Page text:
Contact Record Types vs. Custom Objects – Which to Choose When Serving Different Populations in Human Services

In considering how to distinguish (in Salesforce) between types of clients participating in different areas in the organization, it is essential first to determine the degree of separation between the different areas or programs. On the one hand, many organizations serve a specific population and offer multiple “programs” to meet that population’s varied needs. On the other hand, an organization might serve a few separate and distinct populations, and the departments serving those populations might also be more separate and distinct.

Three possible, not necessarily mutually exclusive, directions arise from this:

  1. The Program Enrollment Model – we could consider all persons in our system to be “Contacts”, and their participation in different areas of the organization could be assigned to their Contact records as “program enrollments”. This is beneficial if we are confident a Contact might be participating in more than one area of the organization, especially at the same time.
  2. The Contact Record Type Model – if we do not anticipate any overlap between organizational areas, we might consider using record types or custom objects. In this scenario, all persons would still be “Contacts”, but we would have the added benefit of being able to distinguish between different types of clients, providing different page layouts and picklist values.
  3. The Custom Object Model – if our different types of clients are radically different and staff never work with or need access to information on clients being served in different areas, then custom objects might be the way to go. The rest of this post will discuss some considerations when choosing between Contact record types and custom objects.

This post will compare the latter two directions, assuming a scenario in which there is a high degree of separation between populations and very little cross-participation in different programs.

What Both Will Accomplish

Both Contact record types and custom objects will allow us to control the Page Layout, Compact Page Layout, and Picklist values. Furthermore, using record types does not damper our reporting abilities since we can filter by record type in reports.

Grouping in Household Accounts

A benefit to using Contact record types is that, since our records are still Contacts, we can still leverage the Household Account model in Non-Profit Start Pack (NPSP). Granted, we could configure a way to relate our custom object to Account, but that might not be as clean of a solution. For example, we would end up with separate related lists on the Account page for the different custom objects related to the Account. We would have a related list for Contacts, for Students, for Parents, etc. instead of all of them being listed in one related list on the Account record page.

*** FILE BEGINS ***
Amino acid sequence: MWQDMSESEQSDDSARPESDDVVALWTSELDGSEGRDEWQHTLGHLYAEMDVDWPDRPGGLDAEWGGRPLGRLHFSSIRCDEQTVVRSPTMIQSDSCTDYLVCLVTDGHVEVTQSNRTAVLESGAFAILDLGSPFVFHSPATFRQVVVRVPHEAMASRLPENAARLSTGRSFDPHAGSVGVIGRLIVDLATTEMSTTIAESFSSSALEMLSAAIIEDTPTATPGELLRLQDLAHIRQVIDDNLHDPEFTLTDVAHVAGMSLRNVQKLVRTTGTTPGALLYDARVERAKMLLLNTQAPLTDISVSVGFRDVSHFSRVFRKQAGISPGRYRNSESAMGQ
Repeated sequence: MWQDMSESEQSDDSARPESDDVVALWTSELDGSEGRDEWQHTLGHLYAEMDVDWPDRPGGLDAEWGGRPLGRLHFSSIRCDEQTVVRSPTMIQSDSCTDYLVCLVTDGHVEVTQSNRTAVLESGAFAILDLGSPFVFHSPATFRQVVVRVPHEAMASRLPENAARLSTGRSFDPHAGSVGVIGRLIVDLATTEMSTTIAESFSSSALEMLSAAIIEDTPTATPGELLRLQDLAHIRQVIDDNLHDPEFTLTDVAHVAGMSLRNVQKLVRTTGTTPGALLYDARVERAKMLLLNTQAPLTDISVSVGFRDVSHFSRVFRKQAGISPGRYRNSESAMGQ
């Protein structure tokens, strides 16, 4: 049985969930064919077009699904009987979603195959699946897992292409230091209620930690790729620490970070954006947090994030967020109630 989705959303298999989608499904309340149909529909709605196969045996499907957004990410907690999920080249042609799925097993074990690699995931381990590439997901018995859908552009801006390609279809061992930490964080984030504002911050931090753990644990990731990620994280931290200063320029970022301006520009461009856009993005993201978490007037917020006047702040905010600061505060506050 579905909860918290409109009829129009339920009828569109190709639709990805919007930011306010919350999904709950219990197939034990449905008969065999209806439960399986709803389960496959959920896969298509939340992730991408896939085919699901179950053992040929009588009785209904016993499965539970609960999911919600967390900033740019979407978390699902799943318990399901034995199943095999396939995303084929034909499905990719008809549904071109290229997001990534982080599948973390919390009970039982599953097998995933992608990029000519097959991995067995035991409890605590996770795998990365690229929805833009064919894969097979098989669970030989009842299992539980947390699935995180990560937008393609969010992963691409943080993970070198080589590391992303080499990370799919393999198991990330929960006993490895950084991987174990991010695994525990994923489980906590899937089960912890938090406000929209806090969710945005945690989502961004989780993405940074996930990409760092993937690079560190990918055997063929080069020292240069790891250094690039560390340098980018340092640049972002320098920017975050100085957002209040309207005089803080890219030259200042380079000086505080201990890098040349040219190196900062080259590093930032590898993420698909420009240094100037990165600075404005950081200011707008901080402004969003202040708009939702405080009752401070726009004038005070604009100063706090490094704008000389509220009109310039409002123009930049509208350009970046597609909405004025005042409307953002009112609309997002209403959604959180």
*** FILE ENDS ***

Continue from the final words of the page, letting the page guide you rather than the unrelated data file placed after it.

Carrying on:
Number of Custom Fields Needed

If the different types of clients will need a large number of unique custom fields, therefore adding several custom fields to the Contact object, then the Contact object might become challenging to manage.

Permissions & Security

Controlling access to the different types of client records is perhaps a little easier when working with separate custom objects instead of record types. Namely, we can omit object permissions from the profiles assigned to users in other departments/programs.

If a record type is not assigned to a user’s profile, this does not mean they cannot see records of that record type; instead, it only means the user cannot use the record type when creating or editing records. To prevent users from seeing records of a particular record type, we would need to set the Organization-Wide Default (OWD) Sharing model for Contact to “Private”. Then visibility would be provided to the appropriate users via Contact sharing rules (remember, Permission Sets do not control record-level access).

List Views & Navigation

If using Contact record types, by default, you will find records (no matter their record type) by navigating to the “Contacts” tab. Granted, a list view can be created to filter by record type, but a more descriptive label for the navigation tab might be preferable. If we use a custom object instead, we would have a separate default tab with a descriptive label (e.g., Students). However, when using record types, this limitation could be overcome by creating a new Lightning App Page for managing records of a specific type.

The Verdict

All in all, Contact record types are more than sufficient for making a sharp distinction between different populations of clients. Overall, there is no convincing reason to choose to create an entirely new custom object in which to store client records of a different kind.

But what’s your take on it? Anything I missed? Please leave your comments below…

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  1. Agreed. The Contact object also has the huge advantage of composite fields (name, address) that are not yet available on custom objects. And the NPSP adds handy functionality to manage phone and email info.


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